More than two-and-a-half million parcels will be delivered through the company’s network on Monday, it says, with that volume unprecedented.
Australia Post Group chief operating officer Bob Black says pre-Christmas online shopping has helped fuel a spike in parcel deliveries since early October.
Online shopping festivals such as Click Frenzy and Black Friday have also played a role, he said.
“Australians are shopping online more than ever, with an unprecedented growth rate of 15 per cent in the first half of 2017,” Black said in a statement.
The big parcel volumes are expected to continue until Christmas.
Black said Australia Post would be offering customers more flexibility with weekend parcel deliveries, and keeping its post offices open longer, until then.
“Our posties are working hard to get everyone’s Christmas presents delivered ahead of the big day,” he said.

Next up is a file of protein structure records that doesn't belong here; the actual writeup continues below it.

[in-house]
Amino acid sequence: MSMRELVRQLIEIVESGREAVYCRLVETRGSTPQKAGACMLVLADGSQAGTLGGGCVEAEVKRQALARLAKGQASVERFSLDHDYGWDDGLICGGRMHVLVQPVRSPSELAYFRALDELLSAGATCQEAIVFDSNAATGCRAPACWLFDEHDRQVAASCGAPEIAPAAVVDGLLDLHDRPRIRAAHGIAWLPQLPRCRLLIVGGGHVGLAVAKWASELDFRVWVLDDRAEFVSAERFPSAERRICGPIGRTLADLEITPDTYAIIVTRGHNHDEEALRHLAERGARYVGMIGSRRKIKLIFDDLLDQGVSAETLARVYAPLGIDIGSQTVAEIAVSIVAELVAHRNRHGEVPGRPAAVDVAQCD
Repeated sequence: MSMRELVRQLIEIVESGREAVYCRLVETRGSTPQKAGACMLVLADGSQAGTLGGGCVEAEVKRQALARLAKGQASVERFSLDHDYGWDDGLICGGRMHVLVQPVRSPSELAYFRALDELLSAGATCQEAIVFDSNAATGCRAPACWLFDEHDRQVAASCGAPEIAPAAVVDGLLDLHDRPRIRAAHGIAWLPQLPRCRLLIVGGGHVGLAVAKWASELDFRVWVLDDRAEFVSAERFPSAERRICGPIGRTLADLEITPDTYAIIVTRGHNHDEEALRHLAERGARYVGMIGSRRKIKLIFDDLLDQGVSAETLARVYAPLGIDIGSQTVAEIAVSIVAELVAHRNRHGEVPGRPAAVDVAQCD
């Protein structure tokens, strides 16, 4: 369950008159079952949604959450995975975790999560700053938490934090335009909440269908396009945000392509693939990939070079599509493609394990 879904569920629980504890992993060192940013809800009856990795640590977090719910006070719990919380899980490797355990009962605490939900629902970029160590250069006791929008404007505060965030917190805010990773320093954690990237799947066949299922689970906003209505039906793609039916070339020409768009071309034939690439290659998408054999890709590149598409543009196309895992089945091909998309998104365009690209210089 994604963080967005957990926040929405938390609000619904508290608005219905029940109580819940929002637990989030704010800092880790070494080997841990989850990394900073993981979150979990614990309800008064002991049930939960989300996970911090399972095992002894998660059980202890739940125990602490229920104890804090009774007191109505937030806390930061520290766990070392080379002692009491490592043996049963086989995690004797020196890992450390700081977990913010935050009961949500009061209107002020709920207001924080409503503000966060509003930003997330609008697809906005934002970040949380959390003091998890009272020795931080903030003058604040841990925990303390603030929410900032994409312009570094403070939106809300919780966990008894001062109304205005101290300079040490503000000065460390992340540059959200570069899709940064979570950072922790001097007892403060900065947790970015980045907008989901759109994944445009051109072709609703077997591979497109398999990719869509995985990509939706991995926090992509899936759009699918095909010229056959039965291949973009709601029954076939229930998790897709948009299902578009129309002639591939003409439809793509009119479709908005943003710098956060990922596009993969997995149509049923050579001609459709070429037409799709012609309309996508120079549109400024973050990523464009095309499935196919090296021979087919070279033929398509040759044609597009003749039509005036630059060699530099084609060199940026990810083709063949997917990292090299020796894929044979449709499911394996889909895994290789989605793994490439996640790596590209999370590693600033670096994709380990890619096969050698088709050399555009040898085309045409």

Meanwhile new Oxfam research has found that Aussies are tired of going overboard with their Christmas shopping and the majority would consider making environmentally-friendly changes to curb their Christmas habits.
A nation-wide online survey commissioned by Oxfam Australia revealed that almost half of people questioned – 45 per cent – are fed up with giving and receiving unnecessary Christmas gifts, while another 35 per cent dread facing the crowds at shopping centres.
More than 80 per cent of respondents would consider making changes to their usual Christmas habits to help the environment and rein in the silly season’s mass consumption, according to Oxfam.
“I think this research has confirmed what we’ve probably suspected for a while now – Australians are increasingly looking for Christmas ideas that are ethical and meaningful,” said Oxfam Australia’s director of public engagement Pam Anders.
“Christmas is such a beautiful and special time of year and we tend to get so caught up in over-doing it there’s a risk we could forget what’s most important.”
The annual Deloitte Retailers’ Christmas Survey predicted a slump in retailer confidence over the Christmas trading period, despite the projected $50 billion Australian shoppers will spend in retail stores.
“More and more, Australians want to do Christmas a bit more consciously and there are so many fun, creative and smart ways to make that happen,” Anders said.
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